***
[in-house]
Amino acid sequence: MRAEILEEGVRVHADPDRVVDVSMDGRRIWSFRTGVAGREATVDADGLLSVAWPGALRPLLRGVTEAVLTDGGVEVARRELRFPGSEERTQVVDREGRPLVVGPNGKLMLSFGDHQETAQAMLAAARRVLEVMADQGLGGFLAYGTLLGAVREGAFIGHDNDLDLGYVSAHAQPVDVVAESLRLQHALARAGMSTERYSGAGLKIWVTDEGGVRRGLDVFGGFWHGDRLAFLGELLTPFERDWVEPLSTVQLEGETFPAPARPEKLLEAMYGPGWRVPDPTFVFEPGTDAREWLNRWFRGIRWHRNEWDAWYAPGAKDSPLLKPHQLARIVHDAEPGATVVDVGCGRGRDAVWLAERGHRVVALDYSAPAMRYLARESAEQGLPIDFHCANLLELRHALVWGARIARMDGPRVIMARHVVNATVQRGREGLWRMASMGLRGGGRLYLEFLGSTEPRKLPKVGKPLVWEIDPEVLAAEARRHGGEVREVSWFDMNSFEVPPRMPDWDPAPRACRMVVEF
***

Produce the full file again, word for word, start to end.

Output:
[in-house]
Amino acid sequence: MRAEILEEGVRVHADPDRVVDVSMDGRRIWSFRTGVAGREATVDADGLLSVAWPGALRPLLRGVTEAVLTDGGVEVARRELRFPGSEERTQVVDREGRPLVVGPNGKLMLSFGDHQETAQAMLAAARRVLEVMADQGLGGFLAYGTLLGAVREGAFIGHDNDLDLGYVSAHAQPVDVVAESLRLQHALARAGMSTERYSGAGLKIWVTDEGGVRRGLDVFGGFWHGDRLAFLGELLTPFERDWVEPLSTVQLEGETFPAPARPEKLLEAMYGPGWRVPDPTFVFEPGTDAREWLNRWFRGIRWHRNEWDAWYAPGAKDSPLLKPHQLARIVHDAEPGATVVDVGCGRGRDAVWLAERGHRVVALDYSAPAMRYLARESAEQGLPIDFHCANLLELRHALVWGARIARMDGPRVIMARHVVNATVQRGREGLWRMASMGLRGGGRLYLEFLGSTEPRKLPKVGKPLVWEIDPEVLAAEARRHGGEVREVSWFDMNSFEVPPRMPDWDPAPRACRMVVEF